Ovarian cancerNearly 7,000 women are diagnosed with ovarian cancer every year in the UK, but long-term survival for this disease has changed relatively little over recent decades. This is mostly due to the fact that the disease is often detected once it is advanced and has spread, making treatment more difficult – hence the nickname “the silent killer”.

If a woman is diagnosed with ovarian cancer at an early stage, she has more than a 7 out of 10 (70 per cent) chance of surviving. But this drops to 15 per cent if she’s diagnosed when the cancer is advanced.

Spotting ovarian cancer earlier would save thousands of lives, but it’s not that simple. The symptoms are vague, and often dismissed by women and GPs as the kind of annoying but accepted “women’s problems” that are commonly linked to ageing, the menopause, or previous pregnancies.

So what can we do to change the picture?

Early detection
One of the most effective tools we have for spotting cancer early is screening, and the national screening programmes for breast, cervical and bowel save thousands of lives. And screening for ovarian cancer is a possibility.

Together with the Eve Appeal, we’re funding a study called UKCTOCS, investigating whether a blood test or ultrasound screening can pick up the cancer in its early stages and save lives. The trial will be running until 2013, so it will be several years until we know whether a national screening programme would work.

But what can we do in the meantime?

Spotting the symptoms
An alternative approach is to take another look at the symptoms of ovarian cancer. Is there a way of sifting through the plethora of vague, non-specific “women’s troubles” to pin down some of the hallmarks of the disease?

That’s what Dr Joan Austoker and her team at the Cancer Research UK Primary Care Education Research Group in Oxford have tried to do in a recent study published in the British Journal of Obstetrics and Gynaecology.

The researchers recruited 124 women who had been referred to hospital clinics with suspected ovarian cancer and interviewed them about their symptoms. This was (in most cases) before the women had been given a definite diagnosis. 40 of these women were subsequently found to have ovarian cancer (with another 4 suffering other types of cancer), 59 had an illness that turned out not to be cancer, while 21 had nothing seriously wrong with them.

Not a “silent killer” after all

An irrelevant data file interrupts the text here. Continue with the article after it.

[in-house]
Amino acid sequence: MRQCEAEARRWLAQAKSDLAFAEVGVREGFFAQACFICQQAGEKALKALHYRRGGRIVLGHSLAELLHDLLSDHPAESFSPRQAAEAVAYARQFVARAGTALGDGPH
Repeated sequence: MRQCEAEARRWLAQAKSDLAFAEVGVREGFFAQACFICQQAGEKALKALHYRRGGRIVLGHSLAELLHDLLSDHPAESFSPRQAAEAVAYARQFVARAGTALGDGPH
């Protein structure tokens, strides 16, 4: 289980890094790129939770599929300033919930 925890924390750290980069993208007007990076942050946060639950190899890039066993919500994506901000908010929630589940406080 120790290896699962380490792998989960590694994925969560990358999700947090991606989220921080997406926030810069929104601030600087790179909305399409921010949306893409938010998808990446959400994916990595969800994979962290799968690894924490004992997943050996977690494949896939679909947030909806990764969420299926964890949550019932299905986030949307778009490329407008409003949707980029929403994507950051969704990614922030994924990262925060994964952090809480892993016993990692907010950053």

The key finding from this research is that all the women with ovarian cancer had experienced specific symptoms before their diagnosis, and these were different from those who were found not to have cancer. The symptoms included abdominal (tummy) pain, swelling, vaginal bleeding, tiredness and sickness.

But these warning signs weren’t heeded, and were often just put down to weight gain or ageing, leading to delays in going to the doctor. Many of the women in the study had been having symptoms for some time – a year on average.

Another problem the scientists uncovered was in the words women used to describe their symptoms. Many women said that they were “bloated” One woman said:

“I’m a size 14 and I went and bought a size 20 skirt last week and it’s not big enough… you feel like you want to stick a pin in it and let loads of air out you know – really bloaty.”

But in medical terms, bloating implies a swelling that fluctuates up and down, whereas in fact these women had significant permanent swelling in their tummy – a hallmark of ovarian cancer.

So if a GP is told by a woman that she has “bloating”, they should question further, to find out if it is actually persistent swelling. A simple act, but one that could save lives.

The work also highlights that we need to do more to raise awareness of ovarian cancer symptoms, something that we will be addressing as we push forward with more general work on awareness and early detection. For a start, we’re playing a major role in NAEDI, the National Awareness and Early Detection initiative.

Improving early detection of ovarian cancer will save lives, but we all need to work together – GPs, information providers, and ultimately women themselves.